SPEAKING IN TONGUES: AN ORTHODOX PERSPECTIVE
Speaking in Tongues, “Glossolalia,” a popular practice with many Churches today, is a phenomenon which can be traced to the days of the Apostles. A decade ago, Speaking in Tongues was encountered only in Pentecostal Churches, Revival Meetings, Quaker gatherings and some Methodist groups. Today, Glossolalia is also found in some Roman Catholic and Protestant Churches.
The Greek Orthodox Church does not preclude the use of Glossolalia, but regards it was one of the minor gifts of the Holy Spirit. If Glossolalia has fallen out of use it is because it served its purpose in New Testament times and is no longer necessary. However, even when used, it is a private and personal gift, a lower form of prayer. The Orthodox Church differs with those Pentecostal and Charismatic groups which regard Glossolalia as a prerequisite to being a Christian and to having received the Holy Spirit.
Serapion of Egypt, a fourth century contemporary of St. Athanasios summarized Eastern Orthodox theology: “The Annointing after Baptism is for the Gifts of the holy Spirit, that having been born again through Baptism and made new through the laver of regeneration, the candidates may be made new through the gifts of the Holy Spirit and secured by this Seal may continue steadfast.”
Bishop Maximos Aghiorghoussis, Greek Orthodox Diocese of Pittsburgh and world-reknowned Orthodox theologian on the Holy Spirit states it this way: “For Orthodox Christians, Baptism is our personal Pentecost and indwelling of the Holy Spirit.”
There are two forms of Glossolalia:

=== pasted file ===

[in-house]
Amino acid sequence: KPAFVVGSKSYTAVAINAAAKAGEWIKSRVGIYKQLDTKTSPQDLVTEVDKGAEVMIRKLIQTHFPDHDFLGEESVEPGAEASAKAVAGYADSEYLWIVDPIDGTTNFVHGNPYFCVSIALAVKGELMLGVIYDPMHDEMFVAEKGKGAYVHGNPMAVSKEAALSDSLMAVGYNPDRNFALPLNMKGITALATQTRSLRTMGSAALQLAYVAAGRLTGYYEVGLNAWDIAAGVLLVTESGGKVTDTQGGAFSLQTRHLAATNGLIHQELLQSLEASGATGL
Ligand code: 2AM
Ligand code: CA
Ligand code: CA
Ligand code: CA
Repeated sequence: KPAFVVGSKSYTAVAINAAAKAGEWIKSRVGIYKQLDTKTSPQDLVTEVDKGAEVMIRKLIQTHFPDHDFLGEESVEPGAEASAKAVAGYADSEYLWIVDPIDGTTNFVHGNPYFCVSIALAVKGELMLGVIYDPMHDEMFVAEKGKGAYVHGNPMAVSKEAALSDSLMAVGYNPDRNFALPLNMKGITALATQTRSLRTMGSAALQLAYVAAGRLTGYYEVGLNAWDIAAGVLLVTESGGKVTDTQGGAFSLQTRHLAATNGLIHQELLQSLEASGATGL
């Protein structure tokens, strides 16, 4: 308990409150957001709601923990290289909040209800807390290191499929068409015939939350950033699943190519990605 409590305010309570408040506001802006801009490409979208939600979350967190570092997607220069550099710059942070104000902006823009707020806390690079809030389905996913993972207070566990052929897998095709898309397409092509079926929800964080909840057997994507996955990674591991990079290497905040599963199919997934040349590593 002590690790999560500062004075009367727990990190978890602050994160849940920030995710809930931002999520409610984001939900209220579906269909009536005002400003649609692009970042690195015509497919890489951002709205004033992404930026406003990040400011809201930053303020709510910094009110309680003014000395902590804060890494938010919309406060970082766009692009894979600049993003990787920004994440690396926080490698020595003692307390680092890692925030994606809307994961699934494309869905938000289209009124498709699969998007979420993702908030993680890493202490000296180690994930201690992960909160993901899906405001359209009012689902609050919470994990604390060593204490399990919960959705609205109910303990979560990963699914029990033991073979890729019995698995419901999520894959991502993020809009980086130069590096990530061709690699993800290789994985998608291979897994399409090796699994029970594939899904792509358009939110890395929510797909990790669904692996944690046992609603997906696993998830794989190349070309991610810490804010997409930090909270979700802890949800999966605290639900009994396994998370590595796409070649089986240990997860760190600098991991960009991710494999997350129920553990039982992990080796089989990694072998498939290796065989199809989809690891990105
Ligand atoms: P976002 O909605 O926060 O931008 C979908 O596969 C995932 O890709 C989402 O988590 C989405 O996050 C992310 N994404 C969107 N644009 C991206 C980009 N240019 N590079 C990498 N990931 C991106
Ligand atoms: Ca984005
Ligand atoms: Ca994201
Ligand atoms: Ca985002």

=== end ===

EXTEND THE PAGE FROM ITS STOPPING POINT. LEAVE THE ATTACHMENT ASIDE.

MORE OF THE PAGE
Pentecost Glossolalia happened this way: Fifty days after the Resurrection, while the disciples were gathered together, the Holy Spirit descended upon them and they began to speak in other languages. Jews from all over the civilized world who were gathered in Jerusalem for the religious holiday stood in amazement as they heard the disciples preaching in their own particular language and dialect (like in the United Nations Assembly). They understood!
Corinthian Glossolalia is different. St. Paul, who had founded the Church of Corinth, found it necessary to respond to some of their problems, i.e., division of authority, moral and ethical problems, the eucharist, the issue of death and resurrection and how the Gifts of the Holy Spirit operated. In chapter 12, St. Paul lists nine of the Gifts of the Holy Spirit, i.e., knowledge, wisdom, spirit, faith, healings, miracles, prophecy, speaking in tongues and interpreting what another says when he speaks in tongues.
Specifically, Corinthian Glossolalia was an activity of the Holy Spirit coming upon a person and compelling him to external expressions directed to God, but not understood by others. In Pentecost Glossolalia, while speaking in several different tongues, both the speaker and the listener understood what was uttered. The Glossolalia manifested in Corinth was the utterance of words, phrases, sentences, etc., intelligible to God but not to the person uttering them. What was uttered needed to be interpreted by another who had the gift of interpretation.
When the person spoke, his soul became passive and his understanding became inactive. He was in a state of ecstasy. While the words or sounds were prayer and praise, they were not clear in meaning and gave the impression of something mysterious. The phenomenon included sighs, groanings, shoutings, cries and utterances of disconnected speech, sometimes jubilant and sometimes ecstatic. There is no question — the Church of Corinth had Glossolalia; St. Paul attests to that and makes mention of it. But he also cautions the Corinthian Christians about excessive use; especially to the exclusion of the other more important gifts.
It appears St. Paul was questioned about the working of the Holy Spirit through the Gifts. Corinth was greatly influenced by Greek paganism which included demonstrations, frenzies and orgies all intricately interwoven into their religious practices. In post Homeric times the cult of the Dionysiac orgies made their entrance into the Greek world. According to this, music, the whirling dance, intoxication and utterances had the power to make men divine; to produce a condition in which the normal state was left behind and the inspired person perceived what was external to himself and the senses.